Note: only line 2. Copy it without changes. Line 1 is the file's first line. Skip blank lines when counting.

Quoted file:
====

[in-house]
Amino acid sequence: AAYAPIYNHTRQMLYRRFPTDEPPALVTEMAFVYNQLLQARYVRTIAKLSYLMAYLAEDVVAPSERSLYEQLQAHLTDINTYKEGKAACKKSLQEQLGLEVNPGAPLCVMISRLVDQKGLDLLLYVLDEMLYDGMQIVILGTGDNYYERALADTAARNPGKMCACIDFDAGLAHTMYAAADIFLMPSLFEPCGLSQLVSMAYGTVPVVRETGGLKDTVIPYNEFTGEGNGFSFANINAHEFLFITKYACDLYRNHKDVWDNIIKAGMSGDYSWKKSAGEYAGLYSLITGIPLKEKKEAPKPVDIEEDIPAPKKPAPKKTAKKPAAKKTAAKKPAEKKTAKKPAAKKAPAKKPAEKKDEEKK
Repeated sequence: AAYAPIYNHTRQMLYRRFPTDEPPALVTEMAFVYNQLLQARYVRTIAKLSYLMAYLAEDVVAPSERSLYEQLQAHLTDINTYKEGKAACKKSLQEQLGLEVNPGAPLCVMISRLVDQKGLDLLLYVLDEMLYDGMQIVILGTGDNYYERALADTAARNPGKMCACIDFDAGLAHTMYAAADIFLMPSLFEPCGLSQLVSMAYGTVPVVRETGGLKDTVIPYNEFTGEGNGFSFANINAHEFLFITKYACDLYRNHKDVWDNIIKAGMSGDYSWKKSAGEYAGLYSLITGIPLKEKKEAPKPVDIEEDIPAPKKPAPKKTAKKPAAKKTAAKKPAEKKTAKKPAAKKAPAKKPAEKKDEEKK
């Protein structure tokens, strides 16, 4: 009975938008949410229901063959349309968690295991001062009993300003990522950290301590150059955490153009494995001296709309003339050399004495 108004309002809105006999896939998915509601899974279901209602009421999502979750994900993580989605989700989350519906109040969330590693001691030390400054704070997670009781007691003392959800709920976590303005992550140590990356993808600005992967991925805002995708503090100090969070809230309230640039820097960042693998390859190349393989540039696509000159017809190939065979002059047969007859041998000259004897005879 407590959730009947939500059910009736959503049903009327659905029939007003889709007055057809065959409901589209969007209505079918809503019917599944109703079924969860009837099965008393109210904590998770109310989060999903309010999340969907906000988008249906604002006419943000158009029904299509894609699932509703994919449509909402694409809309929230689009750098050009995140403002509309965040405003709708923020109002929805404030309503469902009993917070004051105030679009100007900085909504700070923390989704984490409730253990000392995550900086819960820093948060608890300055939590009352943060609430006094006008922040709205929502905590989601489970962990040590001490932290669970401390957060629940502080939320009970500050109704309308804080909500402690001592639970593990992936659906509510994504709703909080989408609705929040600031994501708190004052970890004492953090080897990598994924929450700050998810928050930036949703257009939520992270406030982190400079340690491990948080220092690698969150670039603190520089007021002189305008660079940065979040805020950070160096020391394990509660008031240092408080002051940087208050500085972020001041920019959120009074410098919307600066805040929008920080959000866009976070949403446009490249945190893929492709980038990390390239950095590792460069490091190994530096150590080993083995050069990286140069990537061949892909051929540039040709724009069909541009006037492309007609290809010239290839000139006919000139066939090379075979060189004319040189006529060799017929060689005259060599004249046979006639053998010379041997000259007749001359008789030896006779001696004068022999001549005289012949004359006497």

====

Amino acid sequence: AAYAPIYNHTRQMLYRRFPTDEPPALVTEMAFVYNQLLQARYVRTIAKLSYLMAYLAEDVVAPSERSLYEQLQAHLTDINTYKEGKAACKKSLQEQLGLEVNPGAPLCVMISRLVDQKGLDLLLYVLDEMLYDGMQIVILGTGDNYYERALADTAARNPGKMCACIDFDAGLAHTMYAAADIFLMPSLFEPCGLSQLVSMAYGTVPVVRETGGLKDTVIPYNEFTGEGNGFSFANINAHEFLFITKYACDLYRNHKDVWDNIIKAGMSGDYSWKKSAGEYAGLYSLITGIPLKEKKEAPKPVDIEEDIPAPKKPAPKKTAKKPAAKKTAAKKPAEKKTAKKPAAKKAPAKKPAEKKDEEKK